A Rolls-Royce first, an electric car second: that was the brief from company CEO Torsten Müller-Ötvös to the engineering team creating the Rolls-Royce Spectre.“People tell us they would have bought the Spectre with a V12,” says Müller-Ötvös of the customers who have already seen and ordered the car without driving it. “That shows this is the right car.”The Spectre, then, is Rolls-Royce’s new flagship two-door coupé that just happens to be powered by electricity. At 5.5 metres long, it’s the indirect (and lower and sleeker) successor to the Rolls-Royce Phantom Coupé that went out of production in 2016, and it’s bigger than the also now retired Rolls-Royce Wraith and Rolls-Royce Dawn two-door models.“The Phantom Coupé is seen as one of the most striking Rolls-Royce cars, and it’s pretty rare: maybe only a couple of hundred [were made],” says Müller-Ötvös. “If you own one, look after it and don’t sell it… Clients say it would be great to bring it back, and this inspires what we do. We didn’t want to do an EV, we wanted to do the most luxurious coupé. Electric is just a by-product. This is just the next phase for V12.”The Spectre was revealed late last year, and it looks like the finished article when we arrive in South Africa’s Western Cape to drive it. Yet although it looks nished from the outside, this isn’t an ordinary first drive: the car is only 60% ready for production and at least eight months away from being in the hands of its first customers towards the end of this year.For this is part two of a story we first told in the spring of last year, when we got to ride in Spectre prototype number six in Sweden’s Arctic Circle, right at the beginning of the Spectre’s development programme. That was extraordinarily early to be offered such an opportunity, but Rolls-Royce wants the development of such a milestone model in its illustrious history documented, warts and all.So now it’s to South Africa to join part three of the programme, with a further two stages to come. Not that there are many warts to find here. By the end of our drive, 60% seems barely believable; try 95% and just some detail changes to make. But this is Rolls-Royce.“We’re never satisfied,” says Mihiar Ayoubi, Rolls-Royce’s director of engineering. “We’re always searching, provoking the car. It’s marginal gains, like in sport; we’re trying to make lots of very small detail changes to make up big changes. It takes much more to achieve exceptional.”The Spectre starts from a pretty exceptional base to begin with. It’s based on Rolls-Royce’s bespoke aluminium spaceframe, the Architecture of Luxury, which was introduced first on the eighth-generation Rolls-Royce Phantom and used since on the Rolls-Royce Cullinan and Rolls-Royce Ghost. This makes much of its hardware familiar, including the clever active roll bars, adaptive dampers, Planar suspension, four-wheel steering and air springs, but the body is all new, as is, of course, the drivetrain and the electric architecture (what Ayoubi calls the car’s “backbone”, allowing its 100-plus complex sub-systems to be integrated with one another and deal with more than 140,000 send-and-receive functions).The drivetrain features electric motors front and rear for four-wheel drive that draws power from what’s described as the “largest battery pack in the BMW Group”, at around 106kWh. The motors, co-developed with BMW, produce a combined output of 577bhp and 664lb ft, and the Spectre has an estimated range of 320 miles. The kerb weight is as vast as you would expect for such a big car and the battery to power it, coming in at 25kg under three tonnes, but it can still accelerate from 0-62mph in 4.5sec… As well as being 5453mm long, the Spectre is 2080mm wide and 1559mm high. It has a wheelbase of 3210mm.Jörg Wunder, head of projects at Rolls-Royce and the man leading the Spectre’s testing programme, looks a little nervous in the briefing before our drive, much like he did when we first entered his place of work in Sweden last spring. “You’re the first to drive it from outside the company,” he says. The disclaimers we have to sign run to several pages long, because these are not normal production cars, rather engineering prototypes.But he’s far more relaxed in the front passenger seat when we join him in his fourwheeled of office, the vast 1.5-metre rear-hinged door, the largest yet fitted to a Rolls-Royce, having automatically opened for us. Everything in this cabin is very familiar from other recent Rolls-Royces, and the words of Müller-Ötvös are ringing in my ears: “It’s a Rolls-Royce. There are no gimmicks for the sake of gimmicks, like putting a huge screen inside. There’s no need for something super-funky and high-tech; our customers have other cars for that.”The more restrained centre touchscreen is neatly integrated and the driver’s display is now digital, but it doesn’t shout about its tech or give away any impression that this is an electric Rolls. I like to sit low in cars, but such is the Spectre’s vastness that I move the seat far higher than normal in order to get a view of the end of the bonnet and to be able to more accurately place the car on the road.Lifting up the seat gives a glimpse of the Spirit of Ecstasy that has been redesigned for better aerodynamics, in turn helping to contribute to the 0.25 drag coefficient, the lowest yet for a Rolls-Royce. The cabin’s front doesn’t feel exceptionally spacious for something so large, but this is a more shrink-wrapped coupé, and perhaps the slight shortfall of airiness is accentuated by the standard black trim that you can’t ever imagine a Rolls-Royce customer choosing, given the level of customisation. It’s still more than generous in size, though, and in the back there’s room for two adults.Don’t expect BMW’s Theatre Screen rear-seat entertainment package to find its way into a Rolls-Royce, however, because it would prevent the starlight headliner being offered. “Our customers have screens at home, and this is their room without a screen,” says Ayoubi.The Spectre starts in silence and moves away in the same state. Rolls-Royces are known for many things, most notably their exceptional refinement, quietness and sense of calm. This has always made electric power such an obvious next step for the brand. “‘Are you sure you want to leave behind the V12, a masterpiece?’” Müller-Ötvös says he’s asked by customers. His response? “V12 is the best we had, but this is a next step.”And so it proves on the road in the Spectre: silence suits it well. In many ways, there isn’t anything that revolutionary about the Spectre’s drivetrain. Character has been lost from the V12, for sure, but the way Rolls-Royce has tuned its powertrains mean they both perform in a very similar way – except one is quieter. The no-gimmicks policy extends to driving modes. There aren’t any, only a ‘B’ mode to turn on regenerative braking for one-pedal driving. This is what I used for most of the drive. It’s well calibrated and allows for aggression-free onepedal driving in most circumstances.The Spectre is supremely refined, beyond the quietness of even the BMW i7, which has nailed refinement best of all so far in the EV world. If anything it’s too quiet, to the point that you lose connection with the outside world. The ride is smooth, comfortable and so good at absorbing bumps; and the steering isn’t disturbed by what is happening at the point of the car’s connection to the road surface.Rolls-Royce has developed an artificial sound that can be turned on or off for those inside the car (it defaults to off), but it’s subtle. Sound levels in the cabin are still to be tuned to get the ‘right kind’ of silence. “You can achieve absolute silence, and this is luxury,” says Ayoubi. “We’ve reached such a low level of silence that it can become too quiet, too uncomfortable, so you need an equaliser to connect you to the outside world. It could even become a safety issue. You need some coupling.”One thing that’s right straight out of the box is the acceleration. The novelty of nausea-inducing acceleration in electric cars has long since worn off, and this wasn’t a trend that Rolls-Royce was ever going to experiment with. The Spectre feels as fast and as effortless in its performance as it needs to be, no more.As with any Rolls-Royce, the first couple of miles are spent taking extra care placing the car. It doesn’t feel excessively wide, and no more so than a large SUV. This is helped by the light steering’s accuracy: turning the wheel and navigating through a busy town is effortless. For the most part, it rides very well indeed. There are some low-speed trade-offs, due to the vast 23in alloys, but this is still being developed. Fundamentally, this is a seriously comfortable car with excellent body control. It really does handle when pushed on, too, there being plenty of grip and the four-wheel steering allowing far greater cornering speeds than you would expect.The test programme has a few more days left in South Africa, before the accumulated knowledge gets pooled back to Goodwood and the next iteration of the car is created – ready for more testing. Yet even after all that testing, and with the car overall feeling so close to production, Rolls-Royce estimates that it’s not even close: just 80% of the way there.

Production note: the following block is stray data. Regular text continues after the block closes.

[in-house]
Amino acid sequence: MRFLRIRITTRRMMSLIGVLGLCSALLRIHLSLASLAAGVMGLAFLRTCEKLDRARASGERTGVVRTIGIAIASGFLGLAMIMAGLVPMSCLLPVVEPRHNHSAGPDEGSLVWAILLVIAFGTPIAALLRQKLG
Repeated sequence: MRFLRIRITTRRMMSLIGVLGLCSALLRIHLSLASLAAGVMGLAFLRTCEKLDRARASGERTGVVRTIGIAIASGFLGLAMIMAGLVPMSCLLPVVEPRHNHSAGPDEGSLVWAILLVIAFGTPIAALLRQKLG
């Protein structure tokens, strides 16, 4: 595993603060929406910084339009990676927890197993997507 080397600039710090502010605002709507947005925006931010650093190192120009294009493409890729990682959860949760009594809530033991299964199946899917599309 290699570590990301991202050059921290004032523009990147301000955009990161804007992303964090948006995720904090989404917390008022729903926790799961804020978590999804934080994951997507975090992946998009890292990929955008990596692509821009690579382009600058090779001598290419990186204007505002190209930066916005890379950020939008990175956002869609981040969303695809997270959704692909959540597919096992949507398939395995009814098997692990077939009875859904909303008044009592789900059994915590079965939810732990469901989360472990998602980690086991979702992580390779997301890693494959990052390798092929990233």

Source: Autocar